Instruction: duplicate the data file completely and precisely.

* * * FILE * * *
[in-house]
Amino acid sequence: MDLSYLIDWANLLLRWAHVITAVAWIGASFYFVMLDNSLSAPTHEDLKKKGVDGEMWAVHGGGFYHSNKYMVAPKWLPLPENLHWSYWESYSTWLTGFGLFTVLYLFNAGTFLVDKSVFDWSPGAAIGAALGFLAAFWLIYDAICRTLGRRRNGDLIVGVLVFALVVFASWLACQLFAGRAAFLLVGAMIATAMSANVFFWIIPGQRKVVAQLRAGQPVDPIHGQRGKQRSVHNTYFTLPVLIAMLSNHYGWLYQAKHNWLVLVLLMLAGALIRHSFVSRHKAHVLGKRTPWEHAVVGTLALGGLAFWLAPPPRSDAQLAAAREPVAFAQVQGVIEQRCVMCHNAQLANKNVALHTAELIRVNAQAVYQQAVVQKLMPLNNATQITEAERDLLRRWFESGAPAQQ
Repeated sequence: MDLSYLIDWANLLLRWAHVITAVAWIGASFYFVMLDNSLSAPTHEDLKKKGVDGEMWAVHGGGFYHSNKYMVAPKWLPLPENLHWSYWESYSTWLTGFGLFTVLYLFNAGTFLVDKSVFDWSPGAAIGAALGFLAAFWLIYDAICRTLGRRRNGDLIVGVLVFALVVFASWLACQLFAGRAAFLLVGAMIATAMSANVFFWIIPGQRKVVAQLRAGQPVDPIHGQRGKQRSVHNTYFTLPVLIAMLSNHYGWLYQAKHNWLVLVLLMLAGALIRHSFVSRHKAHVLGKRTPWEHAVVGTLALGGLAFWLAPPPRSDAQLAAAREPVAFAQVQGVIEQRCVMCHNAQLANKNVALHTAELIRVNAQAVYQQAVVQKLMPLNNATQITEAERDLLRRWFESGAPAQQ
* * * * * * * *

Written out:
[in-house]
Amino acid sequence: MDLSYLIDWANLLLRWAHVITAVAWIGASFYFVMLDNSLSAPTHEDLKKKGVDGEMWAVHGGGFYHSNKYMVAPKWLPLPENLHWSYWESYSTWLTGFGLFTVLYLFNAGTFLVDKSVFDWSPGAAIGAALGFLAAFWLIYDAICRTLGRRRNGDLIVGVLVFALVVFASWLACQLFAGRAAFLLVGAMIATAMSANVFFWIIPGQRKVVAQLRAGQPVDPIHGQRGKQRSVHNTYFTLPVLIAMLSNHYGWLYQAKHNWLVLVLLMLAGALIRHSFVSRHKAHVLGKRTPWEHAVVGTLALGGLAFWLAPPPRSDAQLAAAREPVAFAQVQGVIEQRCVMCHNAQLANKNVALHTAELIRVNAQAVYQQAVVQKLMPLNNATQITEAERDLLRRWFESGAPAQQ
Repeated sequence: MDLSYLIDWANLLLRWAHVITAVAWIGASFYFVMLDNSLSAPTHEDLKKKGVDGEMWAVHGGGFYHSNKYMVAPKWLPLPENLHWSYWESYSTWLTGFGLFTVLYLFNAGTFLVDKSVFDWSPGAAIGAALGFLAAFWLIYDAICRTLGRRRNGDLIVGVLVFALVVFASWLACQLFAGRAAFLLVGAMIATAMSANVFFWIIPGQRKVVAQLRAGQPVDPIHGQRGKQRSVHNTYFTLPVLIAMLSNHYGWLYQAKHNWLVLVLLMLAGALIRHSFVSRHKAHVLGKRTPWEHAVVGTLALGGLAFWLAPPPRSDAQLAAAREPVAFAQVQGVIEQRCVMCHNAQLANKNVALHTAELIRVNAQAVYQQAVVQKLMPLNNATQITEAERDLLRRWFESGAPAQQ